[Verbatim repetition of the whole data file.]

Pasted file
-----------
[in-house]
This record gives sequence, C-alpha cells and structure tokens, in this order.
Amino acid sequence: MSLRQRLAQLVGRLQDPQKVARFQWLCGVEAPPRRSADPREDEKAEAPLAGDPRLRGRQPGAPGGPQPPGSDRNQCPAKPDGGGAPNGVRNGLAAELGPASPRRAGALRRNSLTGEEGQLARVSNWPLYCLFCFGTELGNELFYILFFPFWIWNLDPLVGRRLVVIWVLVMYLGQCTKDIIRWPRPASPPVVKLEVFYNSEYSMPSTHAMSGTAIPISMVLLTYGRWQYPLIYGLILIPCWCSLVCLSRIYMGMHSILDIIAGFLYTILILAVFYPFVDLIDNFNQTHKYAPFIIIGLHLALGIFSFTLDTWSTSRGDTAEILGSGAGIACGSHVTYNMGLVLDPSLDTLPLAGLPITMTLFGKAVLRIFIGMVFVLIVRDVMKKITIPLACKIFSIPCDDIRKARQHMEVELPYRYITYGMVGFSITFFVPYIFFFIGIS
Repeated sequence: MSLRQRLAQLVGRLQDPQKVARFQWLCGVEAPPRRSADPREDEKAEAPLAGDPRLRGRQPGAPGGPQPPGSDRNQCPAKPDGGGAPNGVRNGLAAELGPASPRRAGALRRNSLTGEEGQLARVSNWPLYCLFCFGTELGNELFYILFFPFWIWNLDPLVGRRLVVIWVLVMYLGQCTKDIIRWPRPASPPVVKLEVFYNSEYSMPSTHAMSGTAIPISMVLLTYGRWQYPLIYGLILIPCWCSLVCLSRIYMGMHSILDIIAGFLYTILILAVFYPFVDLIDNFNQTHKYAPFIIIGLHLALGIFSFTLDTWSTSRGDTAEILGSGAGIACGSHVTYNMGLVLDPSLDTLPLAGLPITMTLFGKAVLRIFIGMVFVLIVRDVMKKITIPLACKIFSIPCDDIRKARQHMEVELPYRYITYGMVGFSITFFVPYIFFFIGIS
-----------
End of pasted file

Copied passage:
[in-house]
This record gives sequence, C-alpha cells and structure tokens, in this order.
Amino acid sequence: MSLRQRLAQLVGRLQDPQKVARFQWLCGVEAPPRRSADPREDEKAEAPLAGDPRLRGRQPGAPGGPQPPGSDRNQCPAKPDGGGAPNGVRNGLAAELGPASPRRAGALRRNSLTGEEGQLARVSNWPLYCLFCFGTELGNELFYILFFPFWIWNLDPLVGRRLVVIWVLVMYLGQCTKDIIRWPRPASPPVVKLEVFYNSEYSMPSTHAMSGTAIPISMVLLTYGRWQYPLIYGLILIPCWCSLVCLSRIYMGMHSILDIIAGFLYTILILAVFYPFVDLIDNFNQTHKYAPFIIIGLHLALGIFSFTLDTWSTSRGDTAEILGSGAGIACGSHVTYNMGLVLDPSLDTLPLAGLPITMTLFGKAVLRIFIGMVFVLIVRDVMKKITIPLACKIFSIPCDDIRKARQHMEVELPYRYITYGMVGFSITFFVPYIFFFIGIS
Repeated sequence: MSLRQRLAQLVGRLQDPQKVARFQWLCGVEAPPRRSADPREDEKAEAPLAGDPRLRGRQPGAPGGPQPPGSDRNQCPAKPDGGGAPNGVRNGLAAELGPASPRRAGALRRNSLTGEEGQLARVSNWPLYCLFCFGTELGNELFYILFFPFWIWNLDPLVGRRLVVIWVLVMYLGQCTKDIIRWPRPASPPVVKLEVFYNSEYSMPSTHAMSGTAIPISMVLLTYGRWQYPLIYGLILIPCWCSLVCLSRIYMGMHSILDIIAGFLYTILILAVFYPFVDLIDNFNQTHKYAPFIIIGLHLALGIFSFTLDTWSTSRGDTAEILGSGAGIACGSHVTYNMGLVLDPSLDTLPLAGLPITMTLFGKAVLRIFIGMVFVLIVRDVMKKITIPLACKIFSIPCDDIRKARQHMEVELPYRYITYGMVGFSITFFVPYIFFFIGIS